What Is The Best Advice You’ve Ever Received?

Published May 16, 2014

Advice. We’ve been bombarded with it since childhood: don’t put all of your eggs in one basket; a penny saved is a penny earned; don’t wear white shoes after Labor Day; don’t trust anyone wearing a clown wig.

While kind of silly now, all of these tips were probably helpful at one time or another. They stick in your head like a permanent rule book to flip through when making decisions. (In fact, I never wear white shoes, just to be safe.) But, don’t discount it entirely. Advice can be a very powerful tool in your professional tool belt.

Since most advice is largely unsolicited, it can be difficult to discern which tips are useful and which are just more white noise. But, when it comes to running a successful business or even starting a new career, advice can be essential in getting through obstacles and overcoming hurdles that come up unexpectedly. When presented with a challenge, think about things that other successful people do. What wisdom would they impart at a time like this?

Possibly the most important aspect about getting advice is to seek out guidance before you are stuck. Find successful people in your field and take them to lunch. Ask a trusted colleague to be your mentor. And, most importantly, ignore advice from sources that aren’t looking out for your best interests. You never know, you might find the motivation to finish that new project or reach an important goal.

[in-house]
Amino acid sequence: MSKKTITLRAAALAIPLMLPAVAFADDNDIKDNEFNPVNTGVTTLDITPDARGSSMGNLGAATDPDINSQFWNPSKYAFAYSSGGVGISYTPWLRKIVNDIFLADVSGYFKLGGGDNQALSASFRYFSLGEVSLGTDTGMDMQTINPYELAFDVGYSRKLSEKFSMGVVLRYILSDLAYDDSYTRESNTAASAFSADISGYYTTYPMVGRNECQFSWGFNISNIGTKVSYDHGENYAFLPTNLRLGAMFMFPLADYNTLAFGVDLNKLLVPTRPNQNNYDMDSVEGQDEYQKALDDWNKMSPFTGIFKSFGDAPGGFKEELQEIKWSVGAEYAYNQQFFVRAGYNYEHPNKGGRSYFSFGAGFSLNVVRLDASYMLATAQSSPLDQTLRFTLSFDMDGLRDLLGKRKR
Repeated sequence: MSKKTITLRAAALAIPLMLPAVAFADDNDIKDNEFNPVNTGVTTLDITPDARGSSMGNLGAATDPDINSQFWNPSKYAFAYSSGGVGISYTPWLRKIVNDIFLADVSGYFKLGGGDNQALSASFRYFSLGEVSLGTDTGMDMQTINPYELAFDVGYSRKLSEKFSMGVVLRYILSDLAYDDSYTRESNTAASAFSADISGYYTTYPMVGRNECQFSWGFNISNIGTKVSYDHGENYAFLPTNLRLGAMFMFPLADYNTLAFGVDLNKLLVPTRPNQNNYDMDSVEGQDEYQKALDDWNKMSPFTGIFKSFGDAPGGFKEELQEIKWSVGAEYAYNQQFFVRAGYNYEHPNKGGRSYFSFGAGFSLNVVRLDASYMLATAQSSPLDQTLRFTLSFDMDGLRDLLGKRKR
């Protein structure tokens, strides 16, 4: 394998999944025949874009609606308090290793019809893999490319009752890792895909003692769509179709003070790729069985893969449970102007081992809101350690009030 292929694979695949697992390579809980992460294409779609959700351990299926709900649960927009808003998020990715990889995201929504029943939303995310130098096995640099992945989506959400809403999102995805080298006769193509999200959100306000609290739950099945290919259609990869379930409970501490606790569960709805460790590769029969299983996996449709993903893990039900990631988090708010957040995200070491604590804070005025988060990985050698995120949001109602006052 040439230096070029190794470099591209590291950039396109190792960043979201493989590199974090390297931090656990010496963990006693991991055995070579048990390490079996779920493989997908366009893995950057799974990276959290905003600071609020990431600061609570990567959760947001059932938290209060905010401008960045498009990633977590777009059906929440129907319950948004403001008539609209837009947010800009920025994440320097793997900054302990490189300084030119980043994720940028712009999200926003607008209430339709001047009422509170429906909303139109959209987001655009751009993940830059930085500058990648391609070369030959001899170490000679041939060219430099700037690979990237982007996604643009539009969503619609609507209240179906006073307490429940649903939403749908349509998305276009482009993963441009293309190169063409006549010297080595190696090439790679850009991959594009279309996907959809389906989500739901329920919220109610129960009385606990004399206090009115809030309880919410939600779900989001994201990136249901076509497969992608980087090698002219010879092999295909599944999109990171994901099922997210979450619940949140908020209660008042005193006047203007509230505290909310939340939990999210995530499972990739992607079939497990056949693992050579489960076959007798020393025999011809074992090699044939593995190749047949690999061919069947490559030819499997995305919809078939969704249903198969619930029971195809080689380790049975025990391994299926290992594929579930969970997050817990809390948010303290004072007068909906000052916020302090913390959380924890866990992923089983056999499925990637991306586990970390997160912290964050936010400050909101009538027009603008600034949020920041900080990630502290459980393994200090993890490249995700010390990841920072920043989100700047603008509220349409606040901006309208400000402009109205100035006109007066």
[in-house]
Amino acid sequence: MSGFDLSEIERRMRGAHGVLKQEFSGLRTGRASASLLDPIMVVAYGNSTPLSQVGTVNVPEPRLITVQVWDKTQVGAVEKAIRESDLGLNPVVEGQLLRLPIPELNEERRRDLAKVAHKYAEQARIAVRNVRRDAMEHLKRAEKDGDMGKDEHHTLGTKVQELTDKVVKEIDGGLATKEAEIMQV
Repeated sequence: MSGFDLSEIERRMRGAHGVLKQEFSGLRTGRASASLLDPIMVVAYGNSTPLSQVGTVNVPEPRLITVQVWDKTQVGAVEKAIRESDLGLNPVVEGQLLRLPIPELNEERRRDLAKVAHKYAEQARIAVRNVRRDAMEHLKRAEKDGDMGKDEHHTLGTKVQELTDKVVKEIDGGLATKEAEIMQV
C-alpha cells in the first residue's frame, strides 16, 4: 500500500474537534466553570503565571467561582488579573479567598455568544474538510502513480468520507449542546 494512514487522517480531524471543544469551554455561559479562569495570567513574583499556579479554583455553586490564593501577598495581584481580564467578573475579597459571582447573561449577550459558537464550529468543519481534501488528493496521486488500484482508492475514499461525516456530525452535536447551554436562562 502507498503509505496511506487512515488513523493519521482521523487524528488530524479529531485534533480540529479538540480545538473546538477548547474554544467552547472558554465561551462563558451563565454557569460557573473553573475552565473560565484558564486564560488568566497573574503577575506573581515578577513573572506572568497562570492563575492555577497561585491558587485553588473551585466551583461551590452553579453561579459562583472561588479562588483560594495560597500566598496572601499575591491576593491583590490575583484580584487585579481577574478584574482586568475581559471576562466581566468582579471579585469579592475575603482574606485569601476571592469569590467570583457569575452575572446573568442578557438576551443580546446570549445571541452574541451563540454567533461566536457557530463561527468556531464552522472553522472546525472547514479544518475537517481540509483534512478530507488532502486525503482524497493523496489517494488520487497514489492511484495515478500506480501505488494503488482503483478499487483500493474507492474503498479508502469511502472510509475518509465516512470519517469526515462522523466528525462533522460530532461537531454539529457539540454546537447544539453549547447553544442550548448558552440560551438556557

So, what is the best advice you’ve ever received?


Several successful leaders in business share their most memorable tips:

“The one option in life that is almost always the wrong option is walking away and choosing not to be in the game” – John Donahoe, CEO and president of eBay (advice from Bill Clinton)

“You should never do something for the approval of someone else, and you must be both your own biggest supporter and worst critic”-Judith Rodin, President of the Rockefeller Foundation (advice from her first grade teacher)

“Don’t make me change how I do things unless it’s meaningfully better” – David Marcus, President of PayPal (advice from one of his first clients)

“Explore the world. The further you get from what is familiar to you the more you’ll learn” – Arne Sorenson, President and CEO of Marriott International

“The harder you try, the luckier you get” – Rachel Schall Thomas, President of LeanIn.org (advice from her Dad)


Leave a note below with any words of wisdom that you've picked up along the way.